The facts are still coming in. Next of Kin are still being notified. Thankfully the “T” word isn’t being avoided.
I have some sad predictions. As soon as the authorities announce the type of rifle Muhammad Youssef Abdulazeez used to murder four unarmed Marines the anti-gun community will revisit their attempts to limit American’s right to own such firearms. The fact that over ten times more kids drown in pools than Americans die by rifle fire will have zero impact on the anti-gun effort.
Even sadder is that after a Soldier was killed outside an Arkansas Army recruiting station, 14 Soldiers died on Ft Hood (both incidents in 2009) and 12 Americans were shot dead at the Washington Navy Yard (2013) we still have a largely unknown and ridiculous requirement that service members are overwhelmingly unarmed.
Military bases, armories and military recruiting offices are gun free zones! Based on acreage and crime rate they are less policed and patrolled than the average neighborhood yet are among the most likely targets. Sure military bases and armories have firearms locked behind double metal doors but there is largely NO, ZERO, “NADA” live ammunition stored with those weapons. Live ammo is typically delivered and distributed on the range it is to be fired upon. There was a time where an arms room holding hundreds of firearms might have ONE magazine of live ammo in a locked ammo box in the arms room to “secure” the weapons in the event someone tried to steal them when the arms room is opened. That requirement hasn’t increased and is likely to have gone the opposite direction. Further, troops DO NOT have access to their firearms on a daily basis unless they are in the field.
Here’s a short primer on arms room opening etiquette from my limited experience. (It may surprise one to know most troops don’t even know what it takes to open the arms room.) WHEN a unit has scheduled training requiring weapons (not necessary for medical, communications, land navigation, classroom instruction etc.), the unit sends an authorized person on the access list (typically the armorer) to the higher headquarters to pick up a locked box with the arms room keys inside. The access list is limited to about six people per company, usually the officers, 1SGT and unit armorer. Headquarters can range from a couple of hundred yards to a mile away. Once at the HQ, the senior duty officer calls the unit and gets a code from another person on the access list authorizing the arms room key box to be surrendered to the authorized person. The box is returned to the unit where another key opens it up and the arms room is opened after a call to the post police warning them that the arms room is about to be opened (with another code sequence) so the MP’s don’t show up. The arms room is then opened. Weapons in the arms room are stored in locked rifle racks chained to the floor. Every weapon is counted before any are issued.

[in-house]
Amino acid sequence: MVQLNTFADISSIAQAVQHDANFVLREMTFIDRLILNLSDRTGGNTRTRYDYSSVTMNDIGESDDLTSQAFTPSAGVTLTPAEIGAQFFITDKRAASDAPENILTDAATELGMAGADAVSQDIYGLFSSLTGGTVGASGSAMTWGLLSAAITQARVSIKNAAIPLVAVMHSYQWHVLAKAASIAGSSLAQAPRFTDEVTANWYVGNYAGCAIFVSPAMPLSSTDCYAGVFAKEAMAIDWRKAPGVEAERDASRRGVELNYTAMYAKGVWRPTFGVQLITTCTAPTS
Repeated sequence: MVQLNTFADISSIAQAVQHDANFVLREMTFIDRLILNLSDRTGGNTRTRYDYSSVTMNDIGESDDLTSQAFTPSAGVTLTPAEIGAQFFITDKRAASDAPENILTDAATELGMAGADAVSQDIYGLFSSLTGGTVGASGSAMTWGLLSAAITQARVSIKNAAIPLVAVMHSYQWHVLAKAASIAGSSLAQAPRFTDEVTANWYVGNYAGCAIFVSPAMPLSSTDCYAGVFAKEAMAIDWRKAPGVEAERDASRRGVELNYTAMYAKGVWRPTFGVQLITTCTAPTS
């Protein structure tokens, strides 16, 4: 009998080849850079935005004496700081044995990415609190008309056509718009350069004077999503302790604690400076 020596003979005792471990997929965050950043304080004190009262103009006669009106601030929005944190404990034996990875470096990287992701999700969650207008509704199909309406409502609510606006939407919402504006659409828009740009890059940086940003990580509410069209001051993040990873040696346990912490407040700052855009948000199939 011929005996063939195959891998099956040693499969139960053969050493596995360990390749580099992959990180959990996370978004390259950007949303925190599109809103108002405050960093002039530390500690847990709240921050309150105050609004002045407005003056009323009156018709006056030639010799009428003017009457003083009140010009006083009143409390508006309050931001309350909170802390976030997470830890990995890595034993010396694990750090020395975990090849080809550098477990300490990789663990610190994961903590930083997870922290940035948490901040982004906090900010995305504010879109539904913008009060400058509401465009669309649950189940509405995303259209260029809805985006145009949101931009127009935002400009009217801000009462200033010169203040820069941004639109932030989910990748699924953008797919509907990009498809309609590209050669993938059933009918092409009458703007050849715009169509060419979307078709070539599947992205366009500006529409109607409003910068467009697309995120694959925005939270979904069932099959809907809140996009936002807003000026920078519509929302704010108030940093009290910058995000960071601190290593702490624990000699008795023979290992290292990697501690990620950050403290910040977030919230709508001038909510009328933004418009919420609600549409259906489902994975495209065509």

Unit commanders don’t leave for the day while the arms room is closed. Arms rooms aren’t closed until every weapon is accounted for by serial number. That may include a call to a maintenance unit repairing a weapon or a report from a unit spending the night in the field that all weapons are present. Periodically, (at least every week or two depending on how often the arms room is opened) a full serial number inventory is conducted requiring an officer, a couple of NCO’s and the armorer’s presence to physically read aloud every serial number. It takes a couple of hours. Basically the system is set up so that one person is never alone with the weapons and everything is accounted for by serial number before and after opening the arms room. The laborious process described above is why arms rooms are opened very purposely.
Now in an emergency, doors can be yanked open by chains pulled by a truck, locks can be cut (the primary lock used on an arms room door is not going to be cut by the average bolt cutter) and rifles issued. All that is irrelevant. It doesn’t create ammunition that’s not stored at the unit. Bottom line is the troop is unarmed the majority of the time when in garrison.
Over the last two decades personal possession of a weapon on base or while on duty has been increasingly limited. Typically, post commanders would clamp down on gun ownership after any event on base or around base involving a troop and a firearm. Today troops are required to register every gun they have at the base MP station. Those firearms are not authorized to be transported on base unless they are registered, unloaded in a case separate from the driver and even then, only to go to a civilian range. Firearms cannot be stored in a vehicle temporarily while going to the range. A concealed carry permit is not honored on a military base. Being caught with a personal firearm in violation of the above regulations is a career ender.
Active duty bases are largely secured with military police or DoD police, a phone call away. National Guard & Reserve armories and their small bases almost overwhelmingly have no armed security. General officers have a personal security detail and sometimes their aide is armed. The previous Secretaries of Defense have rejected the need to arm additional troops or allow any troops the authority to carry their own personally owned weapons concealed. The current Secretary of Defense who also has a personal security detail, called the events in Chattanooga a “senseless act of violence” and a “heinous crime.”
We are not learning the lesson that gun free zones are havens for murderous psychos like Aurora Colorado or Newtown Connecticut. We’ve had four attacks on military facilities the largest gun free zones in the country. I don’t have much hope that we’ll apply common sense and allow trained troops to carry weapons overseas, to do so here.
What’s supremely ironic is those troops are more secure off the base especially if they have a concealed carry permit than they are on post.